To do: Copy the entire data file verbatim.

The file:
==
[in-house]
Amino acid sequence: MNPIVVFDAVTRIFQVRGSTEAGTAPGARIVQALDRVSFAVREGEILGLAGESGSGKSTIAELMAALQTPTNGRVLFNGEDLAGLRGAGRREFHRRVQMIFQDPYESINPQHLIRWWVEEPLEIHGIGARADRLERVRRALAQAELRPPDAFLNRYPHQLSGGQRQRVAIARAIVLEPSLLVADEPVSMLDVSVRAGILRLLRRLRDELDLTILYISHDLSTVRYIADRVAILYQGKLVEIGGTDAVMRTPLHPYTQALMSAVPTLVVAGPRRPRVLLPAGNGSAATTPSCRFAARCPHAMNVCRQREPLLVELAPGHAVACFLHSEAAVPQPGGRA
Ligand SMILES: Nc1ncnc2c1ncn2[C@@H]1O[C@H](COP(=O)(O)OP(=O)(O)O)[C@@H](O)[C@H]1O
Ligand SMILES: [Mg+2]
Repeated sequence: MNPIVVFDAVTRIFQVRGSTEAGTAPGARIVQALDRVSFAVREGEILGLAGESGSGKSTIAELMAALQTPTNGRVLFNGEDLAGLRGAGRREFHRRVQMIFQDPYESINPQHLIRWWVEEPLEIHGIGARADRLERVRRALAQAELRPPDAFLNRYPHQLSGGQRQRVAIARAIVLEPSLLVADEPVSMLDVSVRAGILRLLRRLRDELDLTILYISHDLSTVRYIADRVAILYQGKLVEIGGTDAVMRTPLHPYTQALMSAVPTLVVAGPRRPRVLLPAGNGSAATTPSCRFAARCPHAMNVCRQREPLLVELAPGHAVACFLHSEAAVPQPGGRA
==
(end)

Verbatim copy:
[in-house]
Amino acid sequence: MNPIVVFDAVTRIFQVRGSTEAGTAPGARIVQALDRVSFAVREGEILGLAGESGSGKSTIAELMAALQTPTNGRVLFNGEDLAGLRGAGRREFHRRVQMIFQDPYESINPQHLIRWWVEEPLEIHGIGARADRLERVRRALAQAELRPPDAFLNRYPHQLSGGQRQRVAIARAIVLEPSLLVADEPVSMLDVSVRAGILRLLRRLRDELDLTILYISHDLSTVRYIADRVAILYQGKLVEIGGTDAVMRTPLHPYTQALMSAVPTLVVAGPRRPRVLLPAGNGSAATTPSCRFAARCPHAMNVCRQREPLLVELAPGHAVACFLHSEAAVPQPGGRA
Ligand SMILES: Nc1ncnc2c1ncn2[C@@H]1O[C@H](COP(=O)(O)OP(=O)(O)O)[C@@H](O)[C@H]1O
Ligand SMILES: [Mg+2]
Repeated sequence: MNPIVVFDAVTRIFQVRGSTEAGTAPGARIVQALDRVSFAVREGEILGLAGESGSGKSTIAELMAALQTPTNGRVLFNGEDLAGLRGAGRREFHRRVQMIFQDPYESINPQHLIRWWVEEPLEIHGIGARADRLERVRRALAQAELRPPDAFLNRYPHQLSGGQRQRVAIARAIVLEPSLLVADEPVSMLDVSVRAGILRLLRRLRDELDLTILYISHDLSTVRYIADRVAILYQGKLVEIGGTDAVMRTPLHPYTQALMSAVPTLVVAGPRRPRVLLPAGNGSAATTPSCRFAARCPHAMNVCRQREPLLVELAPGHAVACFLHSEAAVPQPGGRA